Book 2, Chapter 2, 597 AD to 827 AD – Kings Alfred and Ethelbald – Continued
The most popular among Anglo Saxon modes of punishment were pecuniary mulcts, but the imperfection and in utility of these could not always be disguised, and as they were sometimes alike impunity to the rich, who could afford to pay, and to the poor, who had nothing to lose, other punishments were enacted, such as imprisonment, outlawry, banishment, slavery, transportation, whipping, branding, amputation of limbs, mutilation of the nose, ears, or lips, plucking out of the eyes, Ioss of the hair, stoning and hanging. Some of these modes of punishment sufficiently attest a barbarous age.
In addition, there was the supernatural method of process, called God’s Dome, or, as it is generally known by the name of Ordeal, which in the Saxon language signifies the Great Trial. This trial was made either by fire or water that by fire was principally reserved for persons of rank that by water decided the fate of the vulgar sometimes the mode was at the choice of the party. A piece of iron, kept with a religious veneration in some monastery which claimed this privilege as an honour, was brought forth into the church upon the day of trial, and it was there again consecrated to this awful purpose by a form of service still extant. A solemn mass was performed, and then the party accused appeared surrounded by the clergy, by his judges, and a vast concourse of people, anxious for the event, all that assisted, purified themselves by a fast of three days, and the accused, who had undergone the same fast, and received the sacrament, took the consecrated iron of about a pound weight, heated red, in his naked hand, and in that manner carried it nine feet.
This done the hand was wrapped up, and sealed in the presence of the whole assembly. Three nights being passed, the seals were opened before all the people, if the hand was found without any sore inflicted by the fire, the party was cleared with universal acclamation, if on the contrary a raw sore appeared, the party, condemned by the judgment of Heaven, had no further plea or appeal. Some-times the accused walked over nine hot irons, sometimes boiling water was used, and into this the man dipped his hand to the arm. The judgment by water was accompanied by the solemnity of the same ceremonies. The culprit was thrown into a pool of water, in which if he did not sink, he was adjudged guilty, as though the element to which they had committed the trial of his innocence, had rejected him.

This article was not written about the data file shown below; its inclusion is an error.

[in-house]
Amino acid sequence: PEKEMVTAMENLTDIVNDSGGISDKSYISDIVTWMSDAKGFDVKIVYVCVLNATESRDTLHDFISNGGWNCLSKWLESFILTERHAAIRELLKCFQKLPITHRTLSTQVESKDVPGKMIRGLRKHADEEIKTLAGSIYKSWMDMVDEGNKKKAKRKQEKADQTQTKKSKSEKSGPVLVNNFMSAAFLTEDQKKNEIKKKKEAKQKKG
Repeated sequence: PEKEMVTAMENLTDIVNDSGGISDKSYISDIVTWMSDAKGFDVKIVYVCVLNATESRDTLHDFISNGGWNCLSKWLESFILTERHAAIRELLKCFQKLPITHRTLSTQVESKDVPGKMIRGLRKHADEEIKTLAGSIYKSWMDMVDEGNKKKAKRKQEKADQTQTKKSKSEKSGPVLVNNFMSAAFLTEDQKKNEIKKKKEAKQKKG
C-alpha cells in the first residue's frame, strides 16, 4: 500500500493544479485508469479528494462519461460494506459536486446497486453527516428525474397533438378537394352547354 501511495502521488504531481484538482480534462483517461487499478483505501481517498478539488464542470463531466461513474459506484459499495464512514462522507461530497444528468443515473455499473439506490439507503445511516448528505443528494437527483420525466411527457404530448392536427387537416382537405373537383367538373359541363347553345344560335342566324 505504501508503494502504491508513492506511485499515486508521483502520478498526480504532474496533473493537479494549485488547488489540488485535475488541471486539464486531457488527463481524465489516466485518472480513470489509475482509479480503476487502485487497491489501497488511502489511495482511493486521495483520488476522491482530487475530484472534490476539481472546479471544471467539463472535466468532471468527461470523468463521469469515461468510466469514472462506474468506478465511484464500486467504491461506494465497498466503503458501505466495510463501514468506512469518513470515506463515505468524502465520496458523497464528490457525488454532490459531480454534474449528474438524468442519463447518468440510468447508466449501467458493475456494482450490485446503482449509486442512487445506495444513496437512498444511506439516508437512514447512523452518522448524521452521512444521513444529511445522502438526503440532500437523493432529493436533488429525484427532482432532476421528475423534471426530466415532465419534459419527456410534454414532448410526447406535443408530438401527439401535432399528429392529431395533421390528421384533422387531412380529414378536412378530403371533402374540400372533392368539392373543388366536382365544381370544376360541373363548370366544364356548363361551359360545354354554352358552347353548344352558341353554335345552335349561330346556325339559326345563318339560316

These methods of trial may be traced to that provided under the Jewish law (Numbers v.) though without its divine sanction and safeguards. It is easy to perceive that the Anglo-Saxon ordeal afforded easy means of collusion between the accused and the priest, and that it gave increased power and influence to the clergy, and it has been suggested by some authors who have treated upon this subject that in all probability methods were known and practised by which the skin could be sufficiently indurated to abide the test.
Chapter 2, Ethelbert of Kent
Chapter 2, Kings Alfred and Ethelbald
Modes of Punishment
Chapter 2, King Egbert
Chapter 2, Invasion of the Northmen
Categories: Book 2